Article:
“When he saw me he was so angry, saying ‘You! When I wanted to nominate you, you said “No,” and then you come by yourself without informing me? Don’t you know who I am? Who I know? It was only a matter of a phone call and top three was yours, you stupid little girl!’

“So at that moment I realized Miss Hong Kong was all fixed… I cried my eyes out. I was only 20, what did I know?”

“Well, if she’s won it, she’d probably be married to Stanley Ho or something by now…” Bull chuckles. 

The couple have just celebrated their 25th wedding anniversary, and have an eight year old daughter called Yolanda, adopted four years ago through Kwok’s charity work.

Bull opened a record shop, Music Boutique Bull, and then in March 1985 decided to open his own club in Kowloon “for a younger, hipper Chinese clientele.”

It was called Canton Disco, and was to become Hong Kong’s most dynamic venue for seven years. 

“I wanted it to be a venue as well as a club. At the grand opening we had Divine, a drag queen who had disco hits at the time. New Order played there, Run DMC, Bananarama, Erasure, Swing Out Sister, The Pet Shop Boys, Eartha Kitt - and Kylie Minogue’s first ever live performance.”

Canton Disco grand opening flyer

Bull with Divine

Kwok with Eartha Kitt

Bull, Pepsi and Shirley at Canton Disco

Bull and Kwok with socialites Kai Bong and Brenda Chow at Canton Disco

“Kylie Minogue was still in [Australian soap] Neighbours at the time and had had a couple of hits, but never done a live performance, and her management wanted to take her to England, so they asked if they could come into our club to prepare her.” 

Bull had his team captured the night on video for posterity, but, much to his frustration, the tape has subsequently been lost.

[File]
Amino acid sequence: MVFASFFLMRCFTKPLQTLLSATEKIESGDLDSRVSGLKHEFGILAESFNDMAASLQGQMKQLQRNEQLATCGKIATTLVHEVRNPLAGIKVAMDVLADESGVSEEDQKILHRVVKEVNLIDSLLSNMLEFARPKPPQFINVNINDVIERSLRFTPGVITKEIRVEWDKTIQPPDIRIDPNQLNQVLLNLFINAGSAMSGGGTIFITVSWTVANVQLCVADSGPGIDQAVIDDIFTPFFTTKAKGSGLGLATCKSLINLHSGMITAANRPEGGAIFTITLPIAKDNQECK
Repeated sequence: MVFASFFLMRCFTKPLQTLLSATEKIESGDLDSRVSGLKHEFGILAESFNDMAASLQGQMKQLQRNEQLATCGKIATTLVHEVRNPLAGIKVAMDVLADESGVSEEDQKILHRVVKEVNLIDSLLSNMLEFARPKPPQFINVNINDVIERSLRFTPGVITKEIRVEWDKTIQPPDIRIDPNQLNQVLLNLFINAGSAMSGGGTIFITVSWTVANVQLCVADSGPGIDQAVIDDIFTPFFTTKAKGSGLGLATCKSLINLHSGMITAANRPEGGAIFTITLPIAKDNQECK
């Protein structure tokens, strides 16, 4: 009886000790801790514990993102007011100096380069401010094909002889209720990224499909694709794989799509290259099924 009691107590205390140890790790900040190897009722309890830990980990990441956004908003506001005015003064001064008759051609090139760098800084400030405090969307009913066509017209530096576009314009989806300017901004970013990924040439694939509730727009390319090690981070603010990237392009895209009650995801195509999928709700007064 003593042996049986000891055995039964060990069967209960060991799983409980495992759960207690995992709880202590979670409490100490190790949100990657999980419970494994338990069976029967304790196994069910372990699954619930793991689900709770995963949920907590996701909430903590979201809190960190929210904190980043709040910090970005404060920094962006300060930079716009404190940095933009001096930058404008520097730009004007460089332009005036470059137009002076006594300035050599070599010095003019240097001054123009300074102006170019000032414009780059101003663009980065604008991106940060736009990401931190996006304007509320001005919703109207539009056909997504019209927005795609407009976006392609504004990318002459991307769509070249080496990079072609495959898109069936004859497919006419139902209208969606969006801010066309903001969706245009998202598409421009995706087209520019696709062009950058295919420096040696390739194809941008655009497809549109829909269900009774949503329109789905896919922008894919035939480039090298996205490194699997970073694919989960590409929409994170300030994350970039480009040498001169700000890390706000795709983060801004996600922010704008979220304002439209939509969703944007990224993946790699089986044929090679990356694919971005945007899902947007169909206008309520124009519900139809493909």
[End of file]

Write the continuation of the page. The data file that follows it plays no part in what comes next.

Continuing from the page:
“It had busted and had spooled off, so I’d unscrewed it to try and tape it back on, but couldn’t get anywhere with it, so I put it aside somewhere and it hasn’t been seen since. 

“Our maid probably tossed it, thinking it was rubbish, which is a bitch… it would be worth a fortune on Ebay if anything else – she’d buy it off me for a million!”

Ed's note: Bull has subsequently recovered the footage, and in a world exclusive you can watch a clip from the show below (VPN off):

Outside of China? Watch on Youtube here.


Kwok with Kylie Minogue

Stage setting for Kylie Minogue's first ever live performance, at Canton Disco in Hong Kong

Bull also lived in the same building as the club “so I would get a call saying ‘So-and-so is in the back bar,’ and I would put the movie on hold, head down, have a drink with them for half and hour and then go back up.”

Sylvestor Stallone, Madonna and Sean Penn, Robb Lowe and Kraftwerk were just some of the names who crossed his threshold.


Sylvester Stallone at Canton Disco

Andrew Bull and superstar Jackie Chan celebrate Li Ning's unprecedented six medals at the 1984 Olympics over drinks at Canton Disco, 1985

Bull at Canton Disco with Hong Kong superstar Danny Chan

Late great UK soul legend Robert Palmer's 'Heavy Nova' concert  tour played in Hong Kong March 30, 1989. Pictured with promoter Andrew Bull at Canton Disco's Saxophone Bar are John Farris, (INXS) Robert Palmer and Michael Hutchence (INXS)